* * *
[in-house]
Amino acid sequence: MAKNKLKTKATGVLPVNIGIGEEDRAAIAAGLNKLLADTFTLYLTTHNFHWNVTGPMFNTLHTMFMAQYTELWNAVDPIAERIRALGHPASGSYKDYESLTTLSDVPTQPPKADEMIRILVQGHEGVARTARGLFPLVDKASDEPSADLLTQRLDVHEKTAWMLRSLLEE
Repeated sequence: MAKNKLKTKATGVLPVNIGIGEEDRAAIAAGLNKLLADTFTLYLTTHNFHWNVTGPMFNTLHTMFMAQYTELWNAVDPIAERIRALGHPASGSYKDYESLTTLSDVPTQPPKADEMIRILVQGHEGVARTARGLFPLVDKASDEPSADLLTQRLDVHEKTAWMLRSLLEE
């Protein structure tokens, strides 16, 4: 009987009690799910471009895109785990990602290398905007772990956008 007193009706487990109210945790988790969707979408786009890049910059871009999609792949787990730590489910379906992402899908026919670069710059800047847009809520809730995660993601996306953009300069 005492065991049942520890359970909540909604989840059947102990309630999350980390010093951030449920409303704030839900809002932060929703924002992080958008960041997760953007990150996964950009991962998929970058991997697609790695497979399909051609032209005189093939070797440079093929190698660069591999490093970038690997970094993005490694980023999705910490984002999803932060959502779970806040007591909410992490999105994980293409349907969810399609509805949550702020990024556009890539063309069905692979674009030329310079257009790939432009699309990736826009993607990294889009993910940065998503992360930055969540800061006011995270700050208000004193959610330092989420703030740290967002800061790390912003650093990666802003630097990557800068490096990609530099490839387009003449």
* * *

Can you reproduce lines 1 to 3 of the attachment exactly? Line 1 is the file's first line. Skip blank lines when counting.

[in-house]
Amino acid sequence: MAKNKLKTKATGVLPVNIGIGEEDRAAIAAGLNKLLADTFTLYLTTHNFHWNVTGPMFNTLHTMFMAQYTELWNAVDPIAERIRALGHPASGSYKDYESLTTLSDVPTQPPKADEMIRILVQGHEGVARTARGLFPLVDKASDEPSADLLTQRLDVHEKTAWMLRSLLEE
Repeated sequence: MAKNKLKTKATGVLPVNIGIGEEDRAAIAAGLNKLLADTFTLYLTTHNFHWNVTGPMFNTLHTMFMAQYTELWNAVDPIAERIRALGHPASGSYKDYESLTTLSDVPTQPPKADEMIRILVQGHEGVARTARGLFPLVDKASDEPSADLLTQRLDVHEKTAWMLRSLLEE